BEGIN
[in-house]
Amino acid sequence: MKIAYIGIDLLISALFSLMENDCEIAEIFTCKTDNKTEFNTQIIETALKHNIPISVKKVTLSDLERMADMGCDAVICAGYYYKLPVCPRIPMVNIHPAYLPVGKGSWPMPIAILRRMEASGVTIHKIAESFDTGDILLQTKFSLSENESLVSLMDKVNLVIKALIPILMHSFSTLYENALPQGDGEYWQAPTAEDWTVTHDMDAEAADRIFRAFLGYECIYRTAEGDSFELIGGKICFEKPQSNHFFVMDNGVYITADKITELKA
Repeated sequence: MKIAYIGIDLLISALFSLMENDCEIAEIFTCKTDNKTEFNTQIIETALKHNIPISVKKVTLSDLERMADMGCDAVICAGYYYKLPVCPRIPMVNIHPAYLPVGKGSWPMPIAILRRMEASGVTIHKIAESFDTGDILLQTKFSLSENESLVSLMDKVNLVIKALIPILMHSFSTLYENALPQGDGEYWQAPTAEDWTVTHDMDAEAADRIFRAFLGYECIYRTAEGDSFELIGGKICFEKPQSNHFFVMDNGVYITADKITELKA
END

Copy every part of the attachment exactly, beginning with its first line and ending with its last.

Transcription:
[in-house]
Amino acid sequence: MKIAYIGIDLLISALFSLMENDCEIAEIFTCKTDNKTEFNTQIIETALKHNIPISVKKVTLSDLERMADMGCDAVICAGYYYKLPVCPRIPMVNIHPAYLPVGKGSWPMPIAILRRMEASGVTIHKIAESFDTGDILLQTKFSLSENESLVSLMDKVNLVIKALIPILMHSFSTLYENALPQGDGEYWQAPTAEDWTVTHDMDAEAADRIFRAFLGYECIYRTAEGDSFELIGGKICFEKPQSNHFFVMDNGVYITADKITELKA
Repeated sequence: MKIAYIGIDLLISALFSLMENDCEIAEIFTCKTDNKTEFNTQIIETALKHNIPISVKKVTLSDLERMADMGCDAVICAGYYYKLPVCPRIPMVNIHPAYLPVGKGSWPMPIAILRRMEASGVTIHKIAESFDTGDILLQTKFSLSENESLVSLMDKVNLVIKALIPILMHSFSTLYENALPQGDGEYWQAPTAEDWTVTHDMDAEAADRIFRAFLGYECIYRTAEGDSFELIGGKICFEKPQSNHFFVMDNGVYITADKITELKA